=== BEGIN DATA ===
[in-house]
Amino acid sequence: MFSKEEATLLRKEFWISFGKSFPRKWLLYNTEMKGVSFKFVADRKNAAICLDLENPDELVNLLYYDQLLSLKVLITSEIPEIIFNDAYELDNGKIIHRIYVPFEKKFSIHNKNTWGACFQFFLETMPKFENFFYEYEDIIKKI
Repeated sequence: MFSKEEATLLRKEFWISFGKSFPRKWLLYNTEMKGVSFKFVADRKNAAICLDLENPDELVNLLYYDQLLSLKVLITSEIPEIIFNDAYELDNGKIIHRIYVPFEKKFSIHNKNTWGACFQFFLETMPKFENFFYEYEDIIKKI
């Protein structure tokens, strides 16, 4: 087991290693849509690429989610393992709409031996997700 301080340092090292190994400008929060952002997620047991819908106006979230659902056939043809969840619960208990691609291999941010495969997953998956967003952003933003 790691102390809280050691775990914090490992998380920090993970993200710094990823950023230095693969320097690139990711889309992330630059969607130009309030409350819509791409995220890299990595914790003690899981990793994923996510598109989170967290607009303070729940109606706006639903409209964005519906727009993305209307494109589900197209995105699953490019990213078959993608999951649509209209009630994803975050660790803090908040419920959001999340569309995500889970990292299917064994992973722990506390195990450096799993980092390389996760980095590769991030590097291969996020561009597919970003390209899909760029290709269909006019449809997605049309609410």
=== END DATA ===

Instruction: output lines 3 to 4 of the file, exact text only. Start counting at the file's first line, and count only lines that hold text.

Repeated sequence: MFSKEEATLLRKEFWISFGKSFPRKWLLYNTEMKGVSFKFVADRKNAAICLDLENPDELVNLLYYDQLLSLKVLITSEIPEIIFNDAYELDNGKIIHRIYVPFEKKFSIHNKNTWGACFQFFLETMPKFENFFYEYEDIIKKI
């Protein structure tokens, strides 16, 4: 087991290693849509690429989610393992709409031996997700 301080340092090292190994400008929060952002997620047991819908106006979230659902056939043809969840619960208990691609291999941010495969997953998956967003952003933003 790691102390809280050691775990914090490992998380920090993970993200710094990823950023230095693969320097690139990711889309992330630059969607130009309030409350819509791409995220890299990595914790003690899981990793994923996510598109989170967290607009303070729940109606706006639903409209964005519906727009993305209307494109589900197209995105699953490019990213078959993608999951649509209209009630994803975050660790803090908040419920959001999340569309995500889970990292299917064994992973722990506390195990450096799993980092390389996760980095590769991030590097291969996020561009597919970003390209899909760029290709269909006019449809997605049309609410």